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Thread: 10 Most Influential Speakers - Last 50 Years

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    Senior Member SEAWOLF97's Avatar
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    10 Most Influential Speakers - Last 50 Years

    https://www.audioholics.com/loudspea...ntial-speakers

    quite interesting since I've experienced many of these.

    4310/L-100 included, of course.
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    Senior Member DerekTheGreat's Avatar
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    Hah! I watched that too, mostly because I spotted the L100T3's in the thumbnail. Caused me to subscribe to their channel. He also gave a nod to the LX44's, which I have. Highly underrated speaker yet very well built and great sound quality. I think the L150A's are slightly better but it's close. I only spent 1 evening A B'ing them both.

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    Senior Member RMC's Avatar
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    Designed to be attention grabber it seems based on the link:

    "Its sound was just as intentionally dramatic and attention-getting as its appearance. Thumping, pounding bass. Detailed, forward mids. (...)

    A 1972 test report in High Fidelity Magazine told the story: Although the speaker performed generally quite well, its on-axis frequency response showed a pronounced upper-midrange peak of about 5-8 dB centered around 9kHz. This was obviously quite intentional, since JBL’s engineering capability was second to none and this response characteristic wouldn’t have just escaped by accident. Whether it was done to give the 4310 professional monitor more near-field sonic “detail” to the recording engineer or whether it was done to give the L-100 more retail showroom flash, it was there and it was real."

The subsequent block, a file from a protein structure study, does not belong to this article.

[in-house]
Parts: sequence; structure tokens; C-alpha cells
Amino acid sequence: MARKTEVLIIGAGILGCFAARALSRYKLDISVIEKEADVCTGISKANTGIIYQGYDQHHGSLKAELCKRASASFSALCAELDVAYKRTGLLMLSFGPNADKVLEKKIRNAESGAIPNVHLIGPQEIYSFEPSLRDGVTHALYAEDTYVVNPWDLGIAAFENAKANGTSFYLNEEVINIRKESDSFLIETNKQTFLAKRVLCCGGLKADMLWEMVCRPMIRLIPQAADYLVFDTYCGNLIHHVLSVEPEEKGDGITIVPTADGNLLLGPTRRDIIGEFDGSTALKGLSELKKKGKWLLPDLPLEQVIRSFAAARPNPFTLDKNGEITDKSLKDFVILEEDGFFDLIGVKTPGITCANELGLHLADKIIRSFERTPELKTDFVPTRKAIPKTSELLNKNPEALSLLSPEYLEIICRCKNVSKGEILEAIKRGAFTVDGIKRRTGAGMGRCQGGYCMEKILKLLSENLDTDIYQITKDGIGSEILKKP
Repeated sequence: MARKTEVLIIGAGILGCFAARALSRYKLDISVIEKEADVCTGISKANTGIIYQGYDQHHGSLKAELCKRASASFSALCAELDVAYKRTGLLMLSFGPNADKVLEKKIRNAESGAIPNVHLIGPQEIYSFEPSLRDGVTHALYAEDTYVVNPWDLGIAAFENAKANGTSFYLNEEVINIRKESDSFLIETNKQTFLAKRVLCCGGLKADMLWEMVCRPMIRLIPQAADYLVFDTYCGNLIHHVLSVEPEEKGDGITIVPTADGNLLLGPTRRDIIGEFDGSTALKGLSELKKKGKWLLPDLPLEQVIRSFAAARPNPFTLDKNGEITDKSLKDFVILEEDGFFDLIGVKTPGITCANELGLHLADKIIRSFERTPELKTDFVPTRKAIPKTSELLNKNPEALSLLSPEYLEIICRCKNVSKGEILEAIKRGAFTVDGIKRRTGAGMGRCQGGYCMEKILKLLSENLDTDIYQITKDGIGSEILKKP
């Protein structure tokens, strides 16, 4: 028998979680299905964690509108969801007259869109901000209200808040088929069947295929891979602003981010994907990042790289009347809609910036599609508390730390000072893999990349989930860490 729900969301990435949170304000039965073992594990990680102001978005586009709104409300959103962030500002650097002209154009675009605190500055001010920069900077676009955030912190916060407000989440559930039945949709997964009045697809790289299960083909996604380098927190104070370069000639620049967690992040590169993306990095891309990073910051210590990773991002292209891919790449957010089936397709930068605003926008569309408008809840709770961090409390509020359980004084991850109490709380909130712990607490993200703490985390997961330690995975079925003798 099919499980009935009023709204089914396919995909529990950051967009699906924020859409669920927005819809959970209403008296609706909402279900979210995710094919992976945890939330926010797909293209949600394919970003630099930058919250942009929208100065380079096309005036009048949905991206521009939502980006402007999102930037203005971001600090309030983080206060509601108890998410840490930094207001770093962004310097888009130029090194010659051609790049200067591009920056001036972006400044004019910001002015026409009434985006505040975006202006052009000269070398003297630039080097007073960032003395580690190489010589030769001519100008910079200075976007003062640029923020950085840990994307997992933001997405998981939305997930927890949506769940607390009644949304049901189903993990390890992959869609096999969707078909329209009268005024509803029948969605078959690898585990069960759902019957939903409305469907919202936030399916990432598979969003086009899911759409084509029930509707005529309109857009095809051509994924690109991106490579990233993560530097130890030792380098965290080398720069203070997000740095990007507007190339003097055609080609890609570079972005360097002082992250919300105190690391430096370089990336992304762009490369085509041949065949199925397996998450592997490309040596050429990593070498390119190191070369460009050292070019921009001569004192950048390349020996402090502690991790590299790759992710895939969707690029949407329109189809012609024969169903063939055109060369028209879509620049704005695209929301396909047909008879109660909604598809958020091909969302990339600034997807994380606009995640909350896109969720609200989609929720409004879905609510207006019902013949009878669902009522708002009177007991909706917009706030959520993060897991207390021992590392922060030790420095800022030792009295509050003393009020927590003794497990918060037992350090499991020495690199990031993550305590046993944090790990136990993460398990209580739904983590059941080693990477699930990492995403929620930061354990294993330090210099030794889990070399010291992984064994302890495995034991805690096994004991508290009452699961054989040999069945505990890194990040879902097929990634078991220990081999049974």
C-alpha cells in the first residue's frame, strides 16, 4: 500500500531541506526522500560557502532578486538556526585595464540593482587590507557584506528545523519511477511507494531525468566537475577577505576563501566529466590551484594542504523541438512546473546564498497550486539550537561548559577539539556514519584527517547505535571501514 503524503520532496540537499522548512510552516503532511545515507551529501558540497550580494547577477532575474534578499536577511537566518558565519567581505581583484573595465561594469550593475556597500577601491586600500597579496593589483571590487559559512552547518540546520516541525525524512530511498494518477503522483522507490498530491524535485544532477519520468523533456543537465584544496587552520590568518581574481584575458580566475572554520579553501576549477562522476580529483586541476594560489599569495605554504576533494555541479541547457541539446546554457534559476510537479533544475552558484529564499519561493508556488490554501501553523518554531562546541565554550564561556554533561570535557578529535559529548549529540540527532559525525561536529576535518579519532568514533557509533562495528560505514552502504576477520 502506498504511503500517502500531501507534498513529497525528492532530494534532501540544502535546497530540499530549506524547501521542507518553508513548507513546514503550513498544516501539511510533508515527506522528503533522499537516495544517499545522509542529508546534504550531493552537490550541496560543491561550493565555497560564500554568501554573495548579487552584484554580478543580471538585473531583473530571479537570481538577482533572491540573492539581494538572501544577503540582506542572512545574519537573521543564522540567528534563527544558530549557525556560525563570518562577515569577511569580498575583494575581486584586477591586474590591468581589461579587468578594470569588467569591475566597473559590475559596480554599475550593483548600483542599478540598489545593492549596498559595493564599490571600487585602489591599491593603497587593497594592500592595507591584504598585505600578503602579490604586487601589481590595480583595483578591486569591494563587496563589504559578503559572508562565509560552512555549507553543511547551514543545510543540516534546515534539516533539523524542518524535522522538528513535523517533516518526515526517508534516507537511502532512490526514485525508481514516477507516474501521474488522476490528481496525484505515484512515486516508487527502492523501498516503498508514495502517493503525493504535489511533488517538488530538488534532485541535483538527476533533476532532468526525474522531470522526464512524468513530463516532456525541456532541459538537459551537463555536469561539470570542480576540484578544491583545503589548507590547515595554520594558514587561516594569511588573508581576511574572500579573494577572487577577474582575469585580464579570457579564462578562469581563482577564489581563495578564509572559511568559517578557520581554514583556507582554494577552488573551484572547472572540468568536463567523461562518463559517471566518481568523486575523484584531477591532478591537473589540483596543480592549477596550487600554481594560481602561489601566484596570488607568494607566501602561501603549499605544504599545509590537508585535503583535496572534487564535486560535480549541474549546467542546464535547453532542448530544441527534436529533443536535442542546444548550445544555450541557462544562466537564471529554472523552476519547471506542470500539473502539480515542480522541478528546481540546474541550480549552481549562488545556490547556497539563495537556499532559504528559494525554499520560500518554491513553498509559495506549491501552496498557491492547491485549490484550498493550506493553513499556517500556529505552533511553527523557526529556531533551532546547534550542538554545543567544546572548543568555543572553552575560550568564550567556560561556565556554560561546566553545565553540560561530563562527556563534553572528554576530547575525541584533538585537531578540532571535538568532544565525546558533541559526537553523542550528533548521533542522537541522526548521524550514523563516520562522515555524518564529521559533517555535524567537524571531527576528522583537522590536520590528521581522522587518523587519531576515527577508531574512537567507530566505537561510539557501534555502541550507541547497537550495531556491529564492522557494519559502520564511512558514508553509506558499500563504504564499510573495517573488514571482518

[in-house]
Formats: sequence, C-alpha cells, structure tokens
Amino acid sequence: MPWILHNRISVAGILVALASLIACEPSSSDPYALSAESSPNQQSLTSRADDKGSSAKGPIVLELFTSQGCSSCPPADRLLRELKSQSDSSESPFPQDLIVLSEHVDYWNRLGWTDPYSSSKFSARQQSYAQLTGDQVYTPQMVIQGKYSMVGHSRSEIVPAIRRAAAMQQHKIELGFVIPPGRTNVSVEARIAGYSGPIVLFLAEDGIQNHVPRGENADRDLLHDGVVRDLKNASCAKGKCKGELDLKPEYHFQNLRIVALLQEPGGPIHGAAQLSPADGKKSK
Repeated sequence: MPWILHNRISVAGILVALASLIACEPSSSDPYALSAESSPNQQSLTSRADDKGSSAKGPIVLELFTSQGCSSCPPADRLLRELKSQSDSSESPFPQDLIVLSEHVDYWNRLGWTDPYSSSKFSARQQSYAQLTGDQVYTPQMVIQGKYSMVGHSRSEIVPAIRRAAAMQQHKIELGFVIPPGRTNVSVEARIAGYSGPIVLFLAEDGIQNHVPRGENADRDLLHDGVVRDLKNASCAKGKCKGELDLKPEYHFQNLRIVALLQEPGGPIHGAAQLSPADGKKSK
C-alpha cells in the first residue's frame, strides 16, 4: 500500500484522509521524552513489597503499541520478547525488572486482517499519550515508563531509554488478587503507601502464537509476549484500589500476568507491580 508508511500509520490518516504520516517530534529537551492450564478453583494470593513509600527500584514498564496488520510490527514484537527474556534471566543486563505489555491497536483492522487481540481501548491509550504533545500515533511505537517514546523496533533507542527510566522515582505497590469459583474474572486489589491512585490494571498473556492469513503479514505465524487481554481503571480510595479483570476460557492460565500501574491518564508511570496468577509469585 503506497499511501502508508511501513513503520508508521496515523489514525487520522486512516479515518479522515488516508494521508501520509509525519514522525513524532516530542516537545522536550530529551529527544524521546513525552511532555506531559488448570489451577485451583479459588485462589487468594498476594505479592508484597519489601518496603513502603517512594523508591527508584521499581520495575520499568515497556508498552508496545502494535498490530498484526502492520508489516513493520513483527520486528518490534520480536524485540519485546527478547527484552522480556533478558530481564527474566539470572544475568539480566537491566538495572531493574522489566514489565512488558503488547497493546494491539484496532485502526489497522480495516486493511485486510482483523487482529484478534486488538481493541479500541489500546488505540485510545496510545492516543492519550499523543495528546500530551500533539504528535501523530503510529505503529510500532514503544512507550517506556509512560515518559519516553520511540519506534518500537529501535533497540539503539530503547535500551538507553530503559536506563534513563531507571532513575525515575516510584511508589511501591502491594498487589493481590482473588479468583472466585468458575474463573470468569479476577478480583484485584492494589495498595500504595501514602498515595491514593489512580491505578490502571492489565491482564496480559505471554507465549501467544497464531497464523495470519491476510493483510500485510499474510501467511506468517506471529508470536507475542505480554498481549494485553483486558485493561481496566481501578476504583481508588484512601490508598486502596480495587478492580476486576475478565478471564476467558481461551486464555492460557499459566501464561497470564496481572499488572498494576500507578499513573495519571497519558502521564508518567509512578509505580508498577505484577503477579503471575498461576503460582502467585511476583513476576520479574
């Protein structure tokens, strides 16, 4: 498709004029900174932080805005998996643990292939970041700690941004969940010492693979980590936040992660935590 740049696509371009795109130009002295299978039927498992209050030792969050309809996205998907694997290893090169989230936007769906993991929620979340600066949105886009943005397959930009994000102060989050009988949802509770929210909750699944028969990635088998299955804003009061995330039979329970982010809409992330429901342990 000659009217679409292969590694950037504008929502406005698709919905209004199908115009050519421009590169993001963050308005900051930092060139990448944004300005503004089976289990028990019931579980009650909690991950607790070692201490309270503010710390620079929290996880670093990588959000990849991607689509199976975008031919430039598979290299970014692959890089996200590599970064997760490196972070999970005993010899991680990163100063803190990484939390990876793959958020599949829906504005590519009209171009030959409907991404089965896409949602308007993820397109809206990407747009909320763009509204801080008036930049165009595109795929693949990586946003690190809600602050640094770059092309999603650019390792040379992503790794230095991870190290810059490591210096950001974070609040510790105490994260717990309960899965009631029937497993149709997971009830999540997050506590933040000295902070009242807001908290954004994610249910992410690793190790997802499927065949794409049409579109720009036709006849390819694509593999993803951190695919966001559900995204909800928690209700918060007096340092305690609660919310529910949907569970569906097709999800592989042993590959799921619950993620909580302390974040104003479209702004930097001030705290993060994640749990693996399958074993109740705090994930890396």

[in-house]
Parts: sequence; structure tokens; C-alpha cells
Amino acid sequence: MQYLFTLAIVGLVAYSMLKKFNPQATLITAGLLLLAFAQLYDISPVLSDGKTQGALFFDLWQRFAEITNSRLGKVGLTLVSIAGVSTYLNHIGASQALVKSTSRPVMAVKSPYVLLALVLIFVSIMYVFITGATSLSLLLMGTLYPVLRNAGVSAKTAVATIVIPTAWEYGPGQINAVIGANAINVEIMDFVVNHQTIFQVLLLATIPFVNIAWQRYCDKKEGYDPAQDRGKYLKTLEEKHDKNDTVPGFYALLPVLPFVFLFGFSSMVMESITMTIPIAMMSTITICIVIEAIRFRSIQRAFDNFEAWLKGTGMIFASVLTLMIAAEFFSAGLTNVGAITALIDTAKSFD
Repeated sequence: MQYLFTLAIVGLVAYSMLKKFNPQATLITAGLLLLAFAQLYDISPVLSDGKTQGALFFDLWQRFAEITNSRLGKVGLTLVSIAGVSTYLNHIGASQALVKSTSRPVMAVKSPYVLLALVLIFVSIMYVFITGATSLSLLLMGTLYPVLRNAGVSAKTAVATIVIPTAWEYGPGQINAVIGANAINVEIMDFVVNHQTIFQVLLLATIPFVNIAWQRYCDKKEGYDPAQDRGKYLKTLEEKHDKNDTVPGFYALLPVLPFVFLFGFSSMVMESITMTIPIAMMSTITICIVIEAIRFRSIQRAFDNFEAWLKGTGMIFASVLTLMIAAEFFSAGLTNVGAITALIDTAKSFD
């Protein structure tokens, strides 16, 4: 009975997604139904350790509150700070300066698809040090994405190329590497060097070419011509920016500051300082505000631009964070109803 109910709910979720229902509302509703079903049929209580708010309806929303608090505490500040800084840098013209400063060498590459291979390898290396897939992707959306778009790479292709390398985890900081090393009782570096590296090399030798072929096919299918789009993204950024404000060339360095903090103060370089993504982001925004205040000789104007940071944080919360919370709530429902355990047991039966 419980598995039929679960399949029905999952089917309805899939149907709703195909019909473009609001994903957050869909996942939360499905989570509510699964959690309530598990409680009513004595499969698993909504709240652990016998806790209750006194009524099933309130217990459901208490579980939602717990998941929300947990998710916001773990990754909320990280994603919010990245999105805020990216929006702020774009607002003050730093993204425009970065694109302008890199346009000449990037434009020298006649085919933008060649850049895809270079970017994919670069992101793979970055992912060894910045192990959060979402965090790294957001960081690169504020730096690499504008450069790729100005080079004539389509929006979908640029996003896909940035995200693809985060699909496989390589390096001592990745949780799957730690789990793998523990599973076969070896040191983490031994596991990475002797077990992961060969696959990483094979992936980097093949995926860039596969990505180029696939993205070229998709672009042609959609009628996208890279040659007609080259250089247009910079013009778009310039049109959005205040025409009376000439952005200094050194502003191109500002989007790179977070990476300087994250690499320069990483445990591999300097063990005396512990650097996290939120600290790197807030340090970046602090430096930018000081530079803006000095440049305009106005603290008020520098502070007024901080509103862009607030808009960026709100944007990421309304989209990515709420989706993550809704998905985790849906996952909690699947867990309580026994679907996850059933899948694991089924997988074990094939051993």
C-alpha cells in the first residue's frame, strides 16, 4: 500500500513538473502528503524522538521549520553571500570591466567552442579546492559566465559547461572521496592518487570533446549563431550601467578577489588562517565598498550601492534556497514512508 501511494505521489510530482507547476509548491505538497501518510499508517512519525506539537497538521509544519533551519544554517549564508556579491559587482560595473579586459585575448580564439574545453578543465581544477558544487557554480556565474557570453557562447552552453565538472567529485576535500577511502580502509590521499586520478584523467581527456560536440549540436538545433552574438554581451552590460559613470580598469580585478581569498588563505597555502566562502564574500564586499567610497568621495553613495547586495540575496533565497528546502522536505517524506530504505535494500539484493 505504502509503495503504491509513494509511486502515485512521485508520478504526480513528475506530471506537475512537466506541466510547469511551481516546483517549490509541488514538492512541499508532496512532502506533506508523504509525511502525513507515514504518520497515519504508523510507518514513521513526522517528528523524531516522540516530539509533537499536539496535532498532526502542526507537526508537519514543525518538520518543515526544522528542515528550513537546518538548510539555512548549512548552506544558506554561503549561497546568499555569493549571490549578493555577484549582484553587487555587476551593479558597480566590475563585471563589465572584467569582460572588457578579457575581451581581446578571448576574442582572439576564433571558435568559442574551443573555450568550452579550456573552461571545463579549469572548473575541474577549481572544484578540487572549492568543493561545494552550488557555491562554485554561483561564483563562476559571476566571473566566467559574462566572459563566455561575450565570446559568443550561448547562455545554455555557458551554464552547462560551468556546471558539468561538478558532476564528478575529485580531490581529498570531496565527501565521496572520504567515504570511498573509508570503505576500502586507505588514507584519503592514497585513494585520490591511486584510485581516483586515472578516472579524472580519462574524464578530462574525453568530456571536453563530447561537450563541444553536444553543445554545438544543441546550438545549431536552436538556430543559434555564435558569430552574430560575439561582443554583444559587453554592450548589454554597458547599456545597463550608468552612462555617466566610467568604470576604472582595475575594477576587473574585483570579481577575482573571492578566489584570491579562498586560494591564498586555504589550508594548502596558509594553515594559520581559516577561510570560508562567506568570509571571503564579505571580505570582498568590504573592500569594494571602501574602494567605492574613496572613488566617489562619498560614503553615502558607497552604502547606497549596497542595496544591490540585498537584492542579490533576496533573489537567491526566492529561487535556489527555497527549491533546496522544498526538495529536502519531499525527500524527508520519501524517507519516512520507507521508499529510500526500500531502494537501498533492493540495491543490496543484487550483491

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    Senior Member Eaulive's Avatar
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    Quote Originally Posted by RMC View Post
    Designed to be attention grabber it seems based on the link:

    "Its sound was just as intentionally dramatic and attention-getting as its appearance. Thumping, pounding bass. Detailed, forward mids. (...)

    A 1972 test report in High Fidelity Magazine told the story: Although the speaker performed generally quite well, its on-axis frequency response showed a pronounced upper-midrange peak of about 5-8 dB centered around 9kHz. This was obviously quite intentional, since JBL’s engineering capability was second to none and this response characteristic wouldn’t have just escaped by accident. Whether it was done to give the 4310 professional monitor more near-field sonic “detail” to the recording engineer or whether it was done to give the L-100 more retail showroom flash, it was there and it was real."
    Interesting, years ago I programmed my DSP by ear to achiecve a better sounding for my L-100s, I just went through the settings and I have a bell curve at 2.65kHz/-8.5dB/Q4.41.
    I did that by ear long ago and they were sounding a lot better, we're far from the 9kHz though. That seems more HF than MF to me.

    I have however a slow increase of 3dB after 12.5kHz in the settings.

    Oh well, they sound better to me like that :-)
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    Senior Member RMC's Avatar
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    Hi Eaulive,

    I agree that a peak of this magnitude at 9khz would seem weird. However a peak of about the same amplitude at 2.65khz is also a curious thing. Hard to know what they could be trying to achieve either way in my view...

    The slow increase you added above 12.5 khz i can understand since i've had a pair of L-26 from similar era (mid 70's or so).

    In any case, sounding better to you the way you EQ it is what matters most. Regards,

    Richard

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